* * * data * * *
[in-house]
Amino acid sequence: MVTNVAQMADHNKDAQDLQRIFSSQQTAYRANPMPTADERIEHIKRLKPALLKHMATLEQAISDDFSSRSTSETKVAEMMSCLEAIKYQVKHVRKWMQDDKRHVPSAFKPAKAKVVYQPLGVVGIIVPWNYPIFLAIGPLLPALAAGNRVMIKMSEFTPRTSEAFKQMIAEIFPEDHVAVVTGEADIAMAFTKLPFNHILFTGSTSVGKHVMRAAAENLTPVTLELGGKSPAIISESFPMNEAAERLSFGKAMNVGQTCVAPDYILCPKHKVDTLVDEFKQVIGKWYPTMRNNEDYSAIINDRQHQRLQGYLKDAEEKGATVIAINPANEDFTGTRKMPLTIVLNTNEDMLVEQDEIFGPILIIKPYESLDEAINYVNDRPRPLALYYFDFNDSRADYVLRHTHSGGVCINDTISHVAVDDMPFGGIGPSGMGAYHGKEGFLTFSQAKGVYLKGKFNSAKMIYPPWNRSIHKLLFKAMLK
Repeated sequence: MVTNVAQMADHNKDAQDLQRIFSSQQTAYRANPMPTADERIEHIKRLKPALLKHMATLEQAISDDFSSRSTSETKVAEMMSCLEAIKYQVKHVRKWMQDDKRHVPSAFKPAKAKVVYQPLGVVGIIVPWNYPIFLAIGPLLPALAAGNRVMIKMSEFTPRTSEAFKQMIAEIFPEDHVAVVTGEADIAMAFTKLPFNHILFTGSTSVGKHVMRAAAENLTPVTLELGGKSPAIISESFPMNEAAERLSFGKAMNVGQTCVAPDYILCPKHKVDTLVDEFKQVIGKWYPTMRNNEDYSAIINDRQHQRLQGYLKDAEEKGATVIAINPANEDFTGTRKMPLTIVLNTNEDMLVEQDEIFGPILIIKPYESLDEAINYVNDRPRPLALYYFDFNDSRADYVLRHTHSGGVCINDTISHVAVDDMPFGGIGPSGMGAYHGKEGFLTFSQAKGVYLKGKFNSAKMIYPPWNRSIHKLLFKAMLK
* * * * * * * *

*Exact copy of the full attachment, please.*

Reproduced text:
[in-house]
Amino acid sequence: MVTNVAQMADHNKDAQDLQRIFSSQQTAYRANPMPTADERIEHIKRLKPALLKHMATLEQAISDDFSSRSTSETKVAEMMSCLEAIKYQVKHVRKWMQDDKRHVPSAFKPAKAKVVYQPLGVVGIIVPWNYPIFLAIGPLLPALAAGNRVMIKMSEFTPRTSEAFKQMIAEIFPEDHVAVVTGEADIAMAFTKLPFNHILFTGSTSVGKHVMRAAAENLTPVTLELGGKSPAIISESFPMNEAAERLSFGKAMNVGQTCVAPDYILCPKHKVDTLVDEFKQVIGKWYPTMRNNEDYSAIINDRQHQRLQGYLKDAEEKGATVIAINPANEDFTGTRKMPLTIVLNTNEDMLVEQDEIFGPILIIKPYESLDEAINYVNDRPRPLALYYFDFNDSRADYVLRHTHSGGVCINDTISHVAVDDMPFGGIGPSGMGAYHGKEGFLTFSQAKGVYLKGKFNSAKMIYPPWNRSIHKLLFKAMLK
Repeated sequence: MVTNVAQMADHNKDAQDLQRIFSSQQTAYRANPMPTADERIEHIKRLKPALLKHMATLEQAISDDFSSRSTSETKVAEMMSCLEAIKYQVKHVRKWMQDDKRHVPSAFKPAKAKVVYQPLGVVGIIVPWNYPIFLAIGPLLPALAAGNRVMIKMSEFTPRTSEAFKQMIAEIFPEDHVAVVTGEADIAMAFTKLPFNHILFTGSTSVGKHVMRAAAENLTPVTLELGGKSPAIISESFPMNEAAERLSFGKAMNVGQTCVAPDYILCPKHKVDTLVDEFKQVIGKWYPTMRNNEDYSAIINDRQHQRLQGYLKDAEEKGATVIAINPANEDFTGTRKMPLTIVLNTNEDMLVEQDEIFGPILIIKPYESLDEAINYVNDRPRPLALYYFDFNDSRADYVLRHTHSGGVCINDTISHVAVDDMPFGGIGPSGMGAYHGKEGFLTFSQAKGVYLKGKFNSAKMIYPPWNRSIHKLLFKAMLK